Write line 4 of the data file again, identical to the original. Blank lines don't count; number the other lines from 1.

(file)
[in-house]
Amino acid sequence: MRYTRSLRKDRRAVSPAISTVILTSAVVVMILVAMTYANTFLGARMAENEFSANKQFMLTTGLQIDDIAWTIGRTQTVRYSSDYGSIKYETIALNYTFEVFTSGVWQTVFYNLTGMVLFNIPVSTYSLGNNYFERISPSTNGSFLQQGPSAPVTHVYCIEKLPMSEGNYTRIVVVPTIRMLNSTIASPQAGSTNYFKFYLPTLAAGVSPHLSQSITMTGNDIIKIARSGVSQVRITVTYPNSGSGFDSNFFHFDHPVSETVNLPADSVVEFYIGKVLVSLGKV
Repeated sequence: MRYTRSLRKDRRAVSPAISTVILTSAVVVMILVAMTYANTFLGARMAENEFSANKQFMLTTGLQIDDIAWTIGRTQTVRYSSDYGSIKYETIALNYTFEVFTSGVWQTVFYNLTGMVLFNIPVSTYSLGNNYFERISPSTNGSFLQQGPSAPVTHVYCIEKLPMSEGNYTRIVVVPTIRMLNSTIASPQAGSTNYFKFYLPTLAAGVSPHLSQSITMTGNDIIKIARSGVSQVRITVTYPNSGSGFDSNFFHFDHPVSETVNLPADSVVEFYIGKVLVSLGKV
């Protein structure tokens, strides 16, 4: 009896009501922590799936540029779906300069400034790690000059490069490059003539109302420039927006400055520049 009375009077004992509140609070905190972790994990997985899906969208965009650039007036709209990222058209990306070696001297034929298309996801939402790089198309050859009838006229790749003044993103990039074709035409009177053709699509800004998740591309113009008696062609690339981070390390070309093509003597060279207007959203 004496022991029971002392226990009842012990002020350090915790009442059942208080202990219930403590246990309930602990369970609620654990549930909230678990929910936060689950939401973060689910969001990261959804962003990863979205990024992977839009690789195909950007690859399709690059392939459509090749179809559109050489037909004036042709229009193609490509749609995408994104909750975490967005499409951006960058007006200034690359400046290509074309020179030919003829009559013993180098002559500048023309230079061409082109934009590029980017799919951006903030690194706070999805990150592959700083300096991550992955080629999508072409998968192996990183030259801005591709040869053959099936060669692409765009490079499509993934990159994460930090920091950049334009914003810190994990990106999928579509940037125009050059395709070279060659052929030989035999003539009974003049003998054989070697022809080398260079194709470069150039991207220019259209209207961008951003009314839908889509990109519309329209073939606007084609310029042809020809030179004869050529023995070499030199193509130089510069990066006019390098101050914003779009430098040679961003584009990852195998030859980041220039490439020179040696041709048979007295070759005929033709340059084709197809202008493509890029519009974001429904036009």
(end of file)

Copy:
């Protein structure tokens, strides 16, 4: 009896009501922590799936540029779906300069400034790690000059490069490059003539109302420039927006400055520049 009375009077004992509140609070905190972790994990997985899906969208965009650039007036709209990222058209990306070696001297034929298309996801939402790089198309050859009838006229790749003044993103990039074709035409009177053709699509800004998740591309113009008696062609690339981070390390070309093509003597060279207007959203 004496022991029971002392226990009842012990002020350090915790009442059942208080202990219930403590246990309930602990369970609620654990549930909230678990929910936060689950939401973060689910969001990261959804962003990863979205990024992977839009690789195909950007690859399709690059392939459509090749179809559109050489037909004036042709229009193609490509749609995408994104909750975490967005499409951006960058007006200034690359400046290509074309020179030919003829009559013993180098002559500048023309230079061409082109934009590029980017799919951006903030690194706070999805990150592959700083300096991550992955080629999508072409998968192996990183030259801005591709040869053959099936060669692409765009490079499509993934990159994460930090920091950049334009914003810190994990990106999928579509940037125009050059395709070279060659052929030989035999003539009974003049003998054989070697022809080398260079194709470069150039991207220019259209209207961008951003009314839908889509990109519309329209073939606007084609310029042809020809030179004869050529023995070499030199193509130089510069990066006019390098101050914003779009430098040679961003584009990852195998030859980041220039490439020179040696041709048979007295070759005929033709340059084709197809202008493509890029519009974001429904036009």